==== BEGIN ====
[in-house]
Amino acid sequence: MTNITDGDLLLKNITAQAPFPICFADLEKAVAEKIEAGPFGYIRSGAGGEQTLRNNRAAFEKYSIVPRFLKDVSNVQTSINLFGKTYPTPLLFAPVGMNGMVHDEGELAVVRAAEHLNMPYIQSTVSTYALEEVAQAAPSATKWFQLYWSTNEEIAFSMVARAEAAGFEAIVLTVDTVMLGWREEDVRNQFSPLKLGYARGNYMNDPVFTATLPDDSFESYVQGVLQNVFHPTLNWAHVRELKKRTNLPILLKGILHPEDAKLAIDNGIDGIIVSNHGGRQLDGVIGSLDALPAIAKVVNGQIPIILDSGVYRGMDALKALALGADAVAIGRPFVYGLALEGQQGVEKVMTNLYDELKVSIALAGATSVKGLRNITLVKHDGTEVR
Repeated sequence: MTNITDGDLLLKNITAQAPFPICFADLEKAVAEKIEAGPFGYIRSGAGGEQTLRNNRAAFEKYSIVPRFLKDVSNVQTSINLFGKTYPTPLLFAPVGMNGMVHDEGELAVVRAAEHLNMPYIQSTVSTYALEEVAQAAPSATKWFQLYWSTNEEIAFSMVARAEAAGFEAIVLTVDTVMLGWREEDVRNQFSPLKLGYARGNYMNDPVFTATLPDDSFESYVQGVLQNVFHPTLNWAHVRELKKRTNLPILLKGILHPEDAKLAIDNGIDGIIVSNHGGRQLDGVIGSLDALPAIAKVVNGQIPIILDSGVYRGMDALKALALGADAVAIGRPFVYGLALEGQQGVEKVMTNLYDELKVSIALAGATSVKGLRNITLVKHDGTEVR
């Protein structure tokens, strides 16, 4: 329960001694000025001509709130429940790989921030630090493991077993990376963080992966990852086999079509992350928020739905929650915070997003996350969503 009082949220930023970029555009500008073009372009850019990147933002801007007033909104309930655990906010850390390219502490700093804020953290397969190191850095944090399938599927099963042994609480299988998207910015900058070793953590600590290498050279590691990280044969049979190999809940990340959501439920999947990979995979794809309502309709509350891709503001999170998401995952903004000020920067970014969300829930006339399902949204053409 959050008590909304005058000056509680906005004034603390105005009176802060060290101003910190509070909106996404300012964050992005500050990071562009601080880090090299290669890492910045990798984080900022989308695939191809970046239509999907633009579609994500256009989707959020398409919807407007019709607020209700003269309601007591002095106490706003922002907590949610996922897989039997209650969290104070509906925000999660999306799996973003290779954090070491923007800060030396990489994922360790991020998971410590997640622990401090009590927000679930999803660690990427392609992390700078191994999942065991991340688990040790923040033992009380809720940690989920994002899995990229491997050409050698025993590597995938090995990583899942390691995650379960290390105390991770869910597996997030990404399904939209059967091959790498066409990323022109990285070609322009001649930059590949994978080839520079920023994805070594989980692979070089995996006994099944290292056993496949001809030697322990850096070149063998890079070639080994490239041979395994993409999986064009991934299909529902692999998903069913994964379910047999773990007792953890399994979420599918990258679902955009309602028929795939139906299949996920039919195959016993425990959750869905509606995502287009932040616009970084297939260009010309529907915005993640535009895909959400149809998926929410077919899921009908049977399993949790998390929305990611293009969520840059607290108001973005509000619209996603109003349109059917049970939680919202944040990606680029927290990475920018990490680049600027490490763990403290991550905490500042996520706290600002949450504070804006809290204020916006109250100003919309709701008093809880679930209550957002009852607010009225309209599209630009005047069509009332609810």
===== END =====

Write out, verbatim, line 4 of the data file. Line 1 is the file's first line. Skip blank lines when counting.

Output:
């Protein structure tokens, strides 16, 4: 329960001694000025001509709130429940790989921030630090493991077993990376963080992966990852086999079509992350928020739905929650915070997003996350969503 009082949220930023970029555009500008073009372009850019990147933002801007007033909104309930655990906010850390390219502490700093804020953290397969190191850095944090399938599927099963042994609480299988998207910015900058070793953590600590290498050279590691990280044969049979190999809940990340959501439920999947990979995979794809309502309709509350891709503001999170998401995952903004000020920067970014969300829930006339399902949204053409 959050008590909304005058000056509680906005004034603390105005009176802060060290101003910190509070909106996404300012964050992005500050990071562009601080880090090299290669890492910045990798984080900022989308695939191809970046239509999907633009579609994500256009989707959020398409919807407007019709607020209700003269309601007591002095106490706003922002907590949610996922897989039997209650969290104070509906925000999660999306799996973003290779954090070491923007800060030396990489994922360790991020998971410590997640622990401090009590927000679930999803660690990427392609992390700078191994999942065991991340688990040790923040033992009380809720940690989920994002899995990229491997050409050698025993590597995938090995990583899942390691995650379960290390105390991770869910597996997030990404399904939209059967091959790498066409990323022109990285070609322009001649930059590949994978080839520079920023994805070594989980692979070089995996006994099944290292056993496949001809030697322990850096070149063998890079070639080994490239041979395994993409999986064009991934299909529902692999998903069913994964379910047999773990007792953890399994979420599918990258679902955009309602028929795939139906299949996920039919195959016993425990959750869905509606995502287009932040616009970084297939260009010309529907915005993640535009895909959400149809998926929410077919899921009908049977399993949790998390929305990611293009969520840059607290108001973005509000619209996603109003349109059917049970939680919202944040990606680029927290990475920018990490680049600027490490763990403290991550905490500042996520706290600002949450504070804006809290204020916006109250100003919309709701008093809880679930209550957002009852607010009225309209599209630009005047069509009332609810």